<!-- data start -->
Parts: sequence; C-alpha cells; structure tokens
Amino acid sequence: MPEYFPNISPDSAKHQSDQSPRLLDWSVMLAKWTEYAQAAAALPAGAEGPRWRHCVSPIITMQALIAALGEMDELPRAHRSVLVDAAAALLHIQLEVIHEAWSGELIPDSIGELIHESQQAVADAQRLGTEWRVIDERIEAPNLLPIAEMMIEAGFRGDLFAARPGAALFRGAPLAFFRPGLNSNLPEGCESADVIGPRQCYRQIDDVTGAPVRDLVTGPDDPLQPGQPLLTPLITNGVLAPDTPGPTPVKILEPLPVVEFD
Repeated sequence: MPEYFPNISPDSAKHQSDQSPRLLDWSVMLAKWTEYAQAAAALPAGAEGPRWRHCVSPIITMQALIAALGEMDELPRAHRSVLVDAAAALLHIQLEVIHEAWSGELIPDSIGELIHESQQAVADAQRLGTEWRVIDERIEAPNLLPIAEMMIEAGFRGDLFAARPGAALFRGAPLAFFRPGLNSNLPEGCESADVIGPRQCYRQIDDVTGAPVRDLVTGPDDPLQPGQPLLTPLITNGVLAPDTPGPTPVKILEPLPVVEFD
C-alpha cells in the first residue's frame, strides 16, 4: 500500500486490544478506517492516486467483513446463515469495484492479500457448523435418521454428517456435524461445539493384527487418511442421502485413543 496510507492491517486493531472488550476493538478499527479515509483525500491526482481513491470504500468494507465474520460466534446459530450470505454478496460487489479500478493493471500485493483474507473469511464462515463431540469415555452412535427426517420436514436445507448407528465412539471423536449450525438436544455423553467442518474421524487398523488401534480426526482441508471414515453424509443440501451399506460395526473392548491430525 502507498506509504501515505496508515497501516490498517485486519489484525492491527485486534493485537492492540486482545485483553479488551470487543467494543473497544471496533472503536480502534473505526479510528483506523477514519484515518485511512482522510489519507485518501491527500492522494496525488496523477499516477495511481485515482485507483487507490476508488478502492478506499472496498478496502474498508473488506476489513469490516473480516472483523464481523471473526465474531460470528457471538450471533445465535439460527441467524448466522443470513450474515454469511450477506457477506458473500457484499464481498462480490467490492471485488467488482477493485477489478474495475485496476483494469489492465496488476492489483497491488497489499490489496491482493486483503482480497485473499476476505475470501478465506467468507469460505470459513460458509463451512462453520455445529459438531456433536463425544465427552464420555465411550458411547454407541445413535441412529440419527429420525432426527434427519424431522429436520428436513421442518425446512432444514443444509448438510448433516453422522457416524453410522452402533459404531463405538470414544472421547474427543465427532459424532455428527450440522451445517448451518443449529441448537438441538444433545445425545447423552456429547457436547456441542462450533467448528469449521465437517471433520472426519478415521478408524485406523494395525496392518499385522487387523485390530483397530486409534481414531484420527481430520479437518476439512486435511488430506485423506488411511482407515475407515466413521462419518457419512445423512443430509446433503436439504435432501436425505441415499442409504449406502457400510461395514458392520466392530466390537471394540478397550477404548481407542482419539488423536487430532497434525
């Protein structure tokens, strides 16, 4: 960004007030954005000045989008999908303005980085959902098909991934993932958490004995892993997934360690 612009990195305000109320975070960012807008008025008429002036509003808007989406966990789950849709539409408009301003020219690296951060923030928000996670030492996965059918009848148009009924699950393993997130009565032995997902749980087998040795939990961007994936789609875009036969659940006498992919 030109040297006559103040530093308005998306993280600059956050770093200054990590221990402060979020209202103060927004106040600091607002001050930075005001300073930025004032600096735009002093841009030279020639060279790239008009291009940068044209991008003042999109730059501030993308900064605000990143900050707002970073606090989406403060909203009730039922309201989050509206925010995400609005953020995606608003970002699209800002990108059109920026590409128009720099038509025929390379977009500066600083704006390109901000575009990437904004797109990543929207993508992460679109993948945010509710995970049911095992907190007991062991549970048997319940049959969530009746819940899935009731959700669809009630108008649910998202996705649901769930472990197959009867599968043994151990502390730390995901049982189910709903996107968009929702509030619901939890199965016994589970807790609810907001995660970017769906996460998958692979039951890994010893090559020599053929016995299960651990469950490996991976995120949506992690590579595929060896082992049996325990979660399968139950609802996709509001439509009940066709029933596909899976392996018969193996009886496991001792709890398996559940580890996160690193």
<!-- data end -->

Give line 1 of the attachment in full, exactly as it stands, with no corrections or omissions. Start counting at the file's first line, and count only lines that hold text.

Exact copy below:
Parts: sequence; C-alpha cells; structure tokens